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Interview: Maggie Dana on the middle-aged female protagonistor lack thereof

 Interview: Maggie Dana on the middle aged female protagonist  or lack thereof

Maggie Dana's novel Painting Naked (Momentum/Pan Macmillan, Aug 2012), her first for adults, looks at love and life from the perspective of a middle-aged woman.

It's a perspective that's traditionally been relatively scarce. But with baby boomers moving into the middle and later years, there's growing demand for books that tackle the themes and issues that are relevant to women in this age group.

'Ten years ago I'd have said there were precious few novels on the market that celebrated middle-aged women,' says Maggie.

Some headway has been made since then. There are many 'excellent novels that feature energetic, middle-aged female protagonists', including those by Joanna Trollope, Margaret Atwood, Elizabeth Strout, Penelope Lively, Elizabeth Berg, and Jeanne Ray.

Where are all the novels about women?

But despite all the gains by these talented authors, this continues to be an underserved category. Novels featuring middle-aged male protagonists, on the other hand, are plentiful.

'I've gone in circles around this issue,' says Maggie. 'But basically, it comes down to this. Women, especially older women, are viewed as less competent than men, even by other women.'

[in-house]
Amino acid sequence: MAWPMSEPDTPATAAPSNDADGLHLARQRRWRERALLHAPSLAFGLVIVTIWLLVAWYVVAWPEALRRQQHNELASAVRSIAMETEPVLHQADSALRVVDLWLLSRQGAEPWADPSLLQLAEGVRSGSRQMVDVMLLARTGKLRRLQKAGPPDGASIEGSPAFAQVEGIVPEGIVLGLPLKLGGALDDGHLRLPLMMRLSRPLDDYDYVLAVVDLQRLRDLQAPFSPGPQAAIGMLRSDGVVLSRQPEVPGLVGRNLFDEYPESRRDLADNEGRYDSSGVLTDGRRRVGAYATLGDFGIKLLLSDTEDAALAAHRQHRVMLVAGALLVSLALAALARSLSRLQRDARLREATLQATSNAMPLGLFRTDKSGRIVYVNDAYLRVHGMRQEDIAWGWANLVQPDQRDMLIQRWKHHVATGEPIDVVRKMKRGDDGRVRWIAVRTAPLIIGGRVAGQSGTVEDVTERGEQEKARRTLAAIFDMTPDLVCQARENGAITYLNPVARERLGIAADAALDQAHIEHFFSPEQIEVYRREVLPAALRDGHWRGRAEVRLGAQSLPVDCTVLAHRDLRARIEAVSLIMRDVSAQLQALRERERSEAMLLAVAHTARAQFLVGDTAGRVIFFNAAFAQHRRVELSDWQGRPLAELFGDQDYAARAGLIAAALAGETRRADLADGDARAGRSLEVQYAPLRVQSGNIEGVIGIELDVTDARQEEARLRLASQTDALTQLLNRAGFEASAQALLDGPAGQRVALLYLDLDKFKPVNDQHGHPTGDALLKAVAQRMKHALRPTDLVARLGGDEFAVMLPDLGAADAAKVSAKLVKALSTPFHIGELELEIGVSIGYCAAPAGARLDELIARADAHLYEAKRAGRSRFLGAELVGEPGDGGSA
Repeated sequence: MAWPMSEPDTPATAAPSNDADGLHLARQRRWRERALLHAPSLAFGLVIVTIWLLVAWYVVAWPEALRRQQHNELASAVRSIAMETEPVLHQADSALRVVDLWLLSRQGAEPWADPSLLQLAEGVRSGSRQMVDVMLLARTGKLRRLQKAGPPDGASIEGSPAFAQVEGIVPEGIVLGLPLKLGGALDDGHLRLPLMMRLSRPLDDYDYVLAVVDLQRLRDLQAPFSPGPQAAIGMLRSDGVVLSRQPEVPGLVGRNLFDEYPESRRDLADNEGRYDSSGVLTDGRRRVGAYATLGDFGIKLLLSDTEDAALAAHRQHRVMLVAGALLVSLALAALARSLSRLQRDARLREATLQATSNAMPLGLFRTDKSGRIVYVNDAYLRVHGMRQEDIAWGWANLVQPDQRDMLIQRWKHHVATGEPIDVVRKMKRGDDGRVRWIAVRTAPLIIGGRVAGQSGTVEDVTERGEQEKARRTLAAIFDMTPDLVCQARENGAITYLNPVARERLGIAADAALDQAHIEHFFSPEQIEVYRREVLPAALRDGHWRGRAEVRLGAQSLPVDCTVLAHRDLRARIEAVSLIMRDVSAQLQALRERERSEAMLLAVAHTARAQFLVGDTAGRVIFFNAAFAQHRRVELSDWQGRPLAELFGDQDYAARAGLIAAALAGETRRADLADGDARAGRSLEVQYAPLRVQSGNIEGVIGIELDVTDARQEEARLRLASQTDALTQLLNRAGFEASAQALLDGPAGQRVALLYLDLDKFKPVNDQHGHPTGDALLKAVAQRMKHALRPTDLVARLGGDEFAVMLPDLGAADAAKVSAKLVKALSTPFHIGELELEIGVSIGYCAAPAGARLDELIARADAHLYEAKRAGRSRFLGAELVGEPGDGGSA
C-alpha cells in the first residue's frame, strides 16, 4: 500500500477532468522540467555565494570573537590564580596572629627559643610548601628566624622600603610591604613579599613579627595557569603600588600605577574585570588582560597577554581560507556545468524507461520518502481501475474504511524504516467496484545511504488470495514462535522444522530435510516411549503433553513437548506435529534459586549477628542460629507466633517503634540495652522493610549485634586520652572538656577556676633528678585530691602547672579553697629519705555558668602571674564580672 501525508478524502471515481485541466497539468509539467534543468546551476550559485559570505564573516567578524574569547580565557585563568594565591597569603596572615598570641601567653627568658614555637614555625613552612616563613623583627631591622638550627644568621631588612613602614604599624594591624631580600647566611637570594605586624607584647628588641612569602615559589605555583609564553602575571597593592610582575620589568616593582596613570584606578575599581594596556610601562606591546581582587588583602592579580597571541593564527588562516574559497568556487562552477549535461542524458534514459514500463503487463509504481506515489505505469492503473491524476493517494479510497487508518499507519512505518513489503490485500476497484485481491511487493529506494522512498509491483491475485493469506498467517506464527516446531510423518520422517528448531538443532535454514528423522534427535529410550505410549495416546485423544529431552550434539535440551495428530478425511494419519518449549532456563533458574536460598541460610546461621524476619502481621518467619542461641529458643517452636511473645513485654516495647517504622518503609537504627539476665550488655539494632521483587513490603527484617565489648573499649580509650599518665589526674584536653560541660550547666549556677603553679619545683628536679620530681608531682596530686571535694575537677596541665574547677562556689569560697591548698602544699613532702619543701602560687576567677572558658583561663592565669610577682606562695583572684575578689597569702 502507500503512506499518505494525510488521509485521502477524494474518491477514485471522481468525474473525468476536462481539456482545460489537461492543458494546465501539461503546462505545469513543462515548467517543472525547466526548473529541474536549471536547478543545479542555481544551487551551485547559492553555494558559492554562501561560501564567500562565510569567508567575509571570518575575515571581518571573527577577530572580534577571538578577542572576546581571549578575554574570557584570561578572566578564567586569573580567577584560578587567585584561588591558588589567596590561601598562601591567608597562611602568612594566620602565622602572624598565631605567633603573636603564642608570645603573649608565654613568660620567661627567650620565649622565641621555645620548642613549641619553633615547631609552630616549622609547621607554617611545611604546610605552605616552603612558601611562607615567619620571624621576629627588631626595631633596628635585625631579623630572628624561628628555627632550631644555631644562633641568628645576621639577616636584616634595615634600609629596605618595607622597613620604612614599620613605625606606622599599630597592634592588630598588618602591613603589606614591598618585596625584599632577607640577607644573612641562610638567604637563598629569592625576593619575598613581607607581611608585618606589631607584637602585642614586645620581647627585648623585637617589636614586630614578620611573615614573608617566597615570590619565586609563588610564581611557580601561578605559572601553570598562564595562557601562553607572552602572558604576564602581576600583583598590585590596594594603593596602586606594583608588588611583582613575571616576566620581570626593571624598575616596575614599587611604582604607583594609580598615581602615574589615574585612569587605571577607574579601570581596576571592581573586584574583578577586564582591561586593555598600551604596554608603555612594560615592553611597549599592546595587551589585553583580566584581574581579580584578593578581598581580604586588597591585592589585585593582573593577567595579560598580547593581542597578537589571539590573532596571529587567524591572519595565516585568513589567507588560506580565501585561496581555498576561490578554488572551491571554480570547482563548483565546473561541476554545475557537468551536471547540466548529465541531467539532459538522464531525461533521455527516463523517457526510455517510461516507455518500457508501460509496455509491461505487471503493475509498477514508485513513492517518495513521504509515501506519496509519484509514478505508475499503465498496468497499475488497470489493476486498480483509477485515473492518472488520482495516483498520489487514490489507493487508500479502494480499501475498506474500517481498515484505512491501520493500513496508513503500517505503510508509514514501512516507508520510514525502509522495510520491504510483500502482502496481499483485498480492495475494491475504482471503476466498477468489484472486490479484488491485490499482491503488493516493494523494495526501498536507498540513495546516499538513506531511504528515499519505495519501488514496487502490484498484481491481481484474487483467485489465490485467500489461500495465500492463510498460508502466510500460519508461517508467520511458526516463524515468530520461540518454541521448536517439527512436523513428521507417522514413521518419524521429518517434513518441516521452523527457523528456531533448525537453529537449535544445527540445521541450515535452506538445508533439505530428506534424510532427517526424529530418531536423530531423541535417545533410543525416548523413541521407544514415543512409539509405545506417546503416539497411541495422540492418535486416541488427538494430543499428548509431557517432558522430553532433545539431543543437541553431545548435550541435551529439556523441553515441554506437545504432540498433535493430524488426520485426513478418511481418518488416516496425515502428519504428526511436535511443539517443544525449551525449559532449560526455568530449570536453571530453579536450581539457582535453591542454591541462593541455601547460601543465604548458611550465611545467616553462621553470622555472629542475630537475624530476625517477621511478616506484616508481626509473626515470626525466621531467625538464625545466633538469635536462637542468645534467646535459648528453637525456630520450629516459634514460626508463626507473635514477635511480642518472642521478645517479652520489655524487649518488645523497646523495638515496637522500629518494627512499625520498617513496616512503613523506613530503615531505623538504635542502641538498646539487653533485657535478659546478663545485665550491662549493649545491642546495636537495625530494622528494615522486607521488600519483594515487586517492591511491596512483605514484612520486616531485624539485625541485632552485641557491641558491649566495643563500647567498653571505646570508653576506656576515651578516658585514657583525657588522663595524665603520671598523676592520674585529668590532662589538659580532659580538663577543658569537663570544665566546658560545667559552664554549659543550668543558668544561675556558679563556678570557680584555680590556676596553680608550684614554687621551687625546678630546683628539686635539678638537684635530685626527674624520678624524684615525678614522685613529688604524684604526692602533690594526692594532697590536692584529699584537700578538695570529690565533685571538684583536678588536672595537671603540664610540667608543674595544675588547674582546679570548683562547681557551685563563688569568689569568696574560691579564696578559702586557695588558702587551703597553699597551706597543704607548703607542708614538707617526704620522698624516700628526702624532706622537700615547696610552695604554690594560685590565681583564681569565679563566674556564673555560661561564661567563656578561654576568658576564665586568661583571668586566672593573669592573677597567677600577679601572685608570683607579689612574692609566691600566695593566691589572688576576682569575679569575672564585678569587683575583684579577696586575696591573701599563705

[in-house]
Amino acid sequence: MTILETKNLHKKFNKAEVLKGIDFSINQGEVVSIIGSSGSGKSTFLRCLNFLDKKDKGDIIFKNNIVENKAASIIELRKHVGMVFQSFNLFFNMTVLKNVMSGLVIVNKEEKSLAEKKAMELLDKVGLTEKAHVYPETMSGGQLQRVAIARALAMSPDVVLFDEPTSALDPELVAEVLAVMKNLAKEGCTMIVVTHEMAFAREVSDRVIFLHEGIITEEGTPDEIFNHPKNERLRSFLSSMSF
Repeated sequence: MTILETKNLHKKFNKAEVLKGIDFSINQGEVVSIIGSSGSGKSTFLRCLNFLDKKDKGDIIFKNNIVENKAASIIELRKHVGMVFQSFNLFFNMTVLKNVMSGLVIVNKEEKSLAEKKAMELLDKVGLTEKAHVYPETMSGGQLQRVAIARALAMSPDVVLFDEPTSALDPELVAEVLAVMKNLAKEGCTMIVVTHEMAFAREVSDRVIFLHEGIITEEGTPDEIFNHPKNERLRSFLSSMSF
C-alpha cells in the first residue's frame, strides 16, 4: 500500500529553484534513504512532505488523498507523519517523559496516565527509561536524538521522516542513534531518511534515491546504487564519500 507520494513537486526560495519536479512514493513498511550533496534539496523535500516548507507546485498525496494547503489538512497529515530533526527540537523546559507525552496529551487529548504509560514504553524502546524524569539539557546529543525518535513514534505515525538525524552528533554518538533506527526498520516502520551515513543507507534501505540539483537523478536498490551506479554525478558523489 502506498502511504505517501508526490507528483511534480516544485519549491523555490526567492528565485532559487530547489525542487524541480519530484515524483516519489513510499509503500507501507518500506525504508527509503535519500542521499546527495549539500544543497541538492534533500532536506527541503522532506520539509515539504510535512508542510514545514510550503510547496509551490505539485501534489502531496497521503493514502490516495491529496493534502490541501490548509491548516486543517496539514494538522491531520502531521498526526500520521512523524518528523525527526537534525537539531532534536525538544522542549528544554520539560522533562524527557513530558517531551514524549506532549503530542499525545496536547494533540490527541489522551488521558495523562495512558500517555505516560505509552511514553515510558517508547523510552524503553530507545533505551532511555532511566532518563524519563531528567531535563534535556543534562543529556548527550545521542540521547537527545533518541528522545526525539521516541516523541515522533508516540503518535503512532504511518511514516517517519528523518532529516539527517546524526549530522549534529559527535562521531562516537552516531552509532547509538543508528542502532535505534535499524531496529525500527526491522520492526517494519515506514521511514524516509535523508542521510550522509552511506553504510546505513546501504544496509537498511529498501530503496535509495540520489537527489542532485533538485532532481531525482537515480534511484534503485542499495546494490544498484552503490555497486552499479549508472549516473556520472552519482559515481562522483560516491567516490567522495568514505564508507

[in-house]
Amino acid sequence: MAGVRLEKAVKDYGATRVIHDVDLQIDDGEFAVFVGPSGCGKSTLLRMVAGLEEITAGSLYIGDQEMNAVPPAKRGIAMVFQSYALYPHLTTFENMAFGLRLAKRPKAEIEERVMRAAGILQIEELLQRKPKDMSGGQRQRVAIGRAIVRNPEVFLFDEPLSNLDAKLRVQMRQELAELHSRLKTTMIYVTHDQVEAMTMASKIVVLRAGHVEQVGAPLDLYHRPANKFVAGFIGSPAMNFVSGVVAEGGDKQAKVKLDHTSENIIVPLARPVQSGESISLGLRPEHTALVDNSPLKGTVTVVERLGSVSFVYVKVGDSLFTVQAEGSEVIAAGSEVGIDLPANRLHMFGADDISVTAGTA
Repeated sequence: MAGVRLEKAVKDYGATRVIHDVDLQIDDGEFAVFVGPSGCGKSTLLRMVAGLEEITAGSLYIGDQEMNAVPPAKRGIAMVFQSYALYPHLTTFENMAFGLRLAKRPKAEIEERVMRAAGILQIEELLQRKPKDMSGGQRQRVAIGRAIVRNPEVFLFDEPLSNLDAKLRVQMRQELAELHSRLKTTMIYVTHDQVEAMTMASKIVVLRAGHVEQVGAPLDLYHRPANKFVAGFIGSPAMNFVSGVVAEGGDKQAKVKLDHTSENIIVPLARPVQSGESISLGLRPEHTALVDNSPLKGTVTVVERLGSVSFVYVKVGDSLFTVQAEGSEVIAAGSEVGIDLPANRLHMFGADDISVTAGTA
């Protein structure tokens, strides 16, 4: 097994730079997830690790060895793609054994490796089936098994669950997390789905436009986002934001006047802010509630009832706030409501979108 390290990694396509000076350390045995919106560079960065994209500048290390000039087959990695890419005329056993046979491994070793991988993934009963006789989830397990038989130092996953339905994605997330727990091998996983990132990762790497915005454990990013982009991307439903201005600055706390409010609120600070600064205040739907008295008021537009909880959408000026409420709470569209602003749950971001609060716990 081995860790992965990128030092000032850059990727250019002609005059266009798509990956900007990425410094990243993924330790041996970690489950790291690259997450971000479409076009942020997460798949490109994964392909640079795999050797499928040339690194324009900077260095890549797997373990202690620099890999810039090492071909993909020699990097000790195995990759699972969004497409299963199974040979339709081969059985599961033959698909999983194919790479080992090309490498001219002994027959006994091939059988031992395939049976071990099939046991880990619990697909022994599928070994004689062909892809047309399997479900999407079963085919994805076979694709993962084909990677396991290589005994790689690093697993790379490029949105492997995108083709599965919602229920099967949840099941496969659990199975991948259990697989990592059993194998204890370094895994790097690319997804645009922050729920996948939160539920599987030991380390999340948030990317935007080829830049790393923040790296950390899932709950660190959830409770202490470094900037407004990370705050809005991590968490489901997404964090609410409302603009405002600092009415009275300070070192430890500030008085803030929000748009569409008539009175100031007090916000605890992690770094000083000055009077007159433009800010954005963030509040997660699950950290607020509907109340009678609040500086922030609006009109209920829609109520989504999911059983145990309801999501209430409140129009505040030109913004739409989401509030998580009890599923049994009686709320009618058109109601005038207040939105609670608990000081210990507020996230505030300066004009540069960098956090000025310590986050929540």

She points to the prevalent stereotype of the 'bad woman driver' as an example. It's easy to see how fiction reflects culture, she says.

'Our society affords older men far more respect than it affords older women. When a 50-something man displays salt-and-pepper sideburns and eyes that crinkle at the corners, he's parked on the same pedestal as George Clooney and Harrison Ford.'

For women, on the other hand, middle age brings invisibility.

Why are middle-aged women women invisible?

'The moment a woman's hair turns gray and her face sprouts a few lines she's brushed aside. She becomes wallpaper, part of the scenery, and is often taken for granted by her family.'

Women in fiction are always the 'other', but scarcely more than when they are middle-aged women.

Publishers and, by extension readers, tend to categorise fiction about women differently from that involving men. Fiction featuring a young male protagonist falls into the 'mainstream' category.

A book featuring a young female protagonist, on the other hand, will be categorised as 'chick lit'; and an older female protagonist 'women's fiction'.

'If anyone has an explanation as to why there's no 'men's fiction' category, I would love to hear it,' says Maggie.